Western Short Story
Deek Willows came off the mountain in a slow ride, his eyes paying attention to the area out in front of him, all the way down to the Red River, itself glistening on the far horizon, and his ears attending to all sounds out behind him, like the simple and sudden click of a horseshoe on a loose rock often sounding like a gunshot in the day, or like the manner of his prey. Somewhere, he was thinking, more than one man waited for him, gun drawn in one hand, or rifle in two hands. It was bound to come out that way. It had been that way from the start of duties as an official out and about the harsh world around him.
The evening sun glanced off his badge, as much a warning as a giveaway. That, too, had always been the same, his way in the West, only seeking cover when he had to, mostly liking the straight-on duel with a wild criminal, each man in a place of cover or courage, take your pick.
Deek was, easy to say, happiest in pursuit, chasing the single track of a criminal or the pack most big gunners amassed about themselves, the likes of Deek Willows being the threat he was to their liberties and their hungers, much the same in deed or daring, badged men keeping balance in place, and now and then having no idea what the elusive bandit really looked like, and that from sketchy contributions from folks along the chase, like barkeeps, herders, coach drivers and their partners, random rovers, wayside abutters, and the like. All saying how another person or another face stayed in their memories to the point of description and recognition.
None of it was ever easy when on the run, a lawman at the mercy of personal sights: no two people saw one man the same exact way.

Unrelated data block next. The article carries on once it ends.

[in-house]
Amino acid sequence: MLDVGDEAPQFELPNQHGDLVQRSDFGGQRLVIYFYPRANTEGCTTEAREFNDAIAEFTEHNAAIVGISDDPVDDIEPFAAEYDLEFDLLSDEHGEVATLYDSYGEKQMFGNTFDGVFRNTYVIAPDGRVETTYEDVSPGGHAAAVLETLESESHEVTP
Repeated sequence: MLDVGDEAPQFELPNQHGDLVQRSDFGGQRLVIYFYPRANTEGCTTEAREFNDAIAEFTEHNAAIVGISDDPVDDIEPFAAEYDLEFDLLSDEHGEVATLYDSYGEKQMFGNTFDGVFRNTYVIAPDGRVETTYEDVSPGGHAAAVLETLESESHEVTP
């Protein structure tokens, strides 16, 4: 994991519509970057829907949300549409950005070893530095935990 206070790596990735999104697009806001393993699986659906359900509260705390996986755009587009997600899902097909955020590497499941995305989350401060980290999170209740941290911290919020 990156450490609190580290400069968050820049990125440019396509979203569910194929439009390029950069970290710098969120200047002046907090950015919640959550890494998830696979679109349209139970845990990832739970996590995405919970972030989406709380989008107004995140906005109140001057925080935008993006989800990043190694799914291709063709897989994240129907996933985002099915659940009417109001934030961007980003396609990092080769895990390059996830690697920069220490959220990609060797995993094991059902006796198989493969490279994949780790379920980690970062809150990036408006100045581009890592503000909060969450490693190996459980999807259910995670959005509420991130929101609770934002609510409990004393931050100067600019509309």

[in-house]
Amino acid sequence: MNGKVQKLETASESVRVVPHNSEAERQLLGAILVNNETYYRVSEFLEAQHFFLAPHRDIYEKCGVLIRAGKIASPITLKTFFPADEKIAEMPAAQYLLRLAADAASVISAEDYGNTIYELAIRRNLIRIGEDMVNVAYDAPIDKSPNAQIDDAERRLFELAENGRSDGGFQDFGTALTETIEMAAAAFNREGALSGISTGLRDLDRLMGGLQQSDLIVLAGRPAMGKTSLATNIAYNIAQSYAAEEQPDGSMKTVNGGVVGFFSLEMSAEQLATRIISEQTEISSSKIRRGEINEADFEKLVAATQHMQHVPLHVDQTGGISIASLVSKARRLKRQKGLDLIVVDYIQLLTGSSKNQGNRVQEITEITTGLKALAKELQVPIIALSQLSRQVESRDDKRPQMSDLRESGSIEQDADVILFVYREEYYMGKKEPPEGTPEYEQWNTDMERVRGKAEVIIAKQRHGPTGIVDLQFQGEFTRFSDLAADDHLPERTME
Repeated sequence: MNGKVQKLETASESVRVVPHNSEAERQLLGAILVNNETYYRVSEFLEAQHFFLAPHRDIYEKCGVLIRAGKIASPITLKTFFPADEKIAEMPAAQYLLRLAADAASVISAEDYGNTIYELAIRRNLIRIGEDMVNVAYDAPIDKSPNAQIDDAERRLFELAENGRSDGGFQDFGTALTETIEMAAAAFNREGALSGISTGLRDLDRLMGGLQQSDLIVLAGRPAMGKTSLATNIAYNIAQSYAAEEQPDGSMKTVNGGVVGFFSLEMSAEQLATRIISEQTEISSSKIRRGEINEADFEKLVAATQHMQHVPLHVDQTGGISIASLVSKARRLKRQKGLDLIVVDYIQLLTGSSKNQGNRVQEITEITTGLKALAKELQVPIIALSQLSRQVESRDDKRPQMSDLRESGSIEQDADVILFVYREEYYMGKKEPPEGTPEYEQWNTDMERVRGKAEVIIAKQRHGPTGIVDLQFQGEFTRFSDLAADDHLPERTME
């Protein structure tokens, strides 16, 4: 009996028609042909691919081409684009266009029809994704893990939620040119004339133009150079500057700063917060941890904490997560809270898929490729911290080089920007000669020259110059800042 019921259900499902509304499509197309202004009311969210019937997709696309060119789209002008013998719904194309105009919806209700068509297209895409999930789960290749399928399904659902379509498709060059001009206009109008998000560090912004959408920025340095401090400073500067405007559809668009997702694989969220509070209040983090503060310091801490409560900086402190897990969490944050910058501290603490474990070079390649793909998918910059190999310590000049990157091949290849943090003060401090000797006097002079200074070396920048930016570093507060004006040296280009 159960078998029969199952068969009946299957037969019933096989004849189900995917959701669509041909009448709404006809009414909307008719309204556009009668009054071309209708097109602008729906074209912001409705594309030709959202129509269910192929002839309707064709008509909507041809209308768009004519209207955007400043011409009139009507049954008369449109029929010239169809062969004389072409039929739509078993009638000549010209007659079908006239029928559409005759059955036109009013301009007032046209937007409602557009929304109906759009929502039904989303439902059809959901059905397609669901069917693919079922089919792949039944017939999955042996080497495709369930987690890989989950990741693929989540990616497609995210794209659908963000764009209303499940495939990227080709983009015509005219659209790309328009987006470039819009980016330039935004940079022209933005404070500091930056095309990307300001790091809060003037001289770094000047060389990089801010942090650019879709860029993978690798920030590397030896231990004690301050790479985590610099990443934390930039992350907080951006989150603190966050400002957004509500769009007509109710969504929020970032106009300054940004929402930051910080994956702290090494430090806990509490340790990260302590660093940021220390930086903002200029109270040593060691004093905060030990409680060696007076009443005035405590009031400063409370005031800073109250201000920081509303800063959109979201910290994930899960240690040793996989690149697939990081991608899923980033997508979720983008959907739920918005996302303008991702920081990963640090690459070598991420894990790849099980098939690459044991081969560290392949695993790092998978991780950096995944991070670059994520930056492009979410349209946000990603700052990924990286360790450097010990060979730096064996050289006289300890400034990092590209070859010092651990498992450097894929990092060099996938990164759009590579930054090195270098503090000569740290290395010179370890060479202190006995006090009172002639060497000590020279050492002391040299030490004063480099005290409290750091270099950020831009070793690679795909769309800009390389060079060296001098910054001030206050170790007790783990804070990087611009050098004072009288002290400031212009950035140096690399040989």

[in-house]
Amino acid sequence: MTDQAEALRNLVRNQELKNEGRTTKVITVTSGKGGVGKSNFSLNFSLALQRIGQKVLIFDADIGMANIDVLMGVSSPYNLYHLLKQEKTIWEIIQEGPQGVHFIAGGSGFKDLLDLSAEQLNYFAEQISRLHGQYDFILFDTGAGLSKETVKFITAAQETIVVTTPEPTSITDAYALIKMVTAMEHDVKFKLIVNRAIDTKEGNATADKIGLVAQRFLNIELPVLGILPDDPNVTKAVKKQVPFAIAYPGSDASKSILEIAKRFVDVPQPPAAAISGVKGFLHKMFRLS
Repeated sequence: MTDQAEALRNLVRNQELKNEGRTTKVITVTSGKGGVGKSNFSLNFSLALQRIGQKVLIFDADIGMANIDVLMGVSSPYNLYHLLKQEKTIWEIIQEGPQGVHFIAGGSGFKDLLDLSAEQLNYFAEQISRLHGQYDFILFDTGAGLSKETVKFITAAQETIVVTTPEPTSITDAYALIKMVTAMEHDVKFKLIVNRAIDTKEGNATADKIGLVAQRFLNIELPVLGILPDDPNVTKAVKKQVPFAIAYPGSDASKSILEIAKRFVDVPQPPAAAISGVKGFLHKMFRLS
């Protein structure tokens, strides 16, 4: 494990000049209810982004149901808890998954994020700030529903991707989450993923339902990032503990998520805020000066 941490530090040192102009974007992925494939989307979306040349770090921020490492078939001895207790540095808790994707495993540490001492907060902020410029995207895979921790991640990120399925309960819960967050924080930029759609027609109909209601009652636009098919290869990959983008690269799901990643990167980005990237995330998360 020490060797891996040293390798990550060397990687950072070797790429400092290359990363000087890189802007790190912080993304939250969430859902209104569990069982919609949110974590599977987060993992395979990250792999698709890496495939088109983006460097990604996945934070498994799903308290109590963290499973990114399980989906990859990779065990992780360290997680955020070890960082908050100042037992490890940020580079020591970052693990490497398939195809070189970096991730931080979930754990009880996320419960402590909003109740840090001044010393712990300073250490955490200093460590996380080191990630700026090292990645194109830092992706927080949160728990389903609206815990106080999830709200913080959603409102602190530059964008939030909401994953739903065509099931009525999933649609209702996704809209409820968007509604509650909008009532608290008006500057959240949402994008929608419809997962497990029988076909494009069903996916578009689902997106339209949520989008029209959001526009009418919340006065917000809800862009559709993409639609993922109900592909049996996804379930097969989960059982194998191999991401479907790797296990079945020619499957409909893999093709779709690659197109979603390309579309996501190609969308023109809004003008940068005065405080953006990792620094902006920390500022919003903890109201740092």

In such thought, he caught sight of movement on the level grounds below, a simple movement or blur of life on the Cardiff Plains that hugged the river on both sides. For more than a week, he had been chasing Lucky Lou Pronger, mostly by horseshoe tracks in scattered places up and down the mountain, through densities of gorges and cramped little valleys and stone hideaways that seemed to flourish for men on the loose from the law. Pronger was such a man, killer, thief, rustler, bank robber, kidnapper of fair captives for swapping of favors or the promise of threats flung with ease at any target, or any threat to his personal safety.
Even though he could not count up all Pronger’s crimes, the tally was immense, the injuries and killings near insurmountable for one man. Life in a penitentiary the true penance for a killer of his scale, or a hanging on a ready branch.
The sudden shot, from behind him, whistling in the mountain air much like a mountain bird of song, missed him by the merest of inches, his life hanging on for his mission, Deek diving alongside a huge boulder, the small shadow down below showing activity, as though the shot heard signified the shooter was deadly accurate, the target at last down and out of it; Deek the target.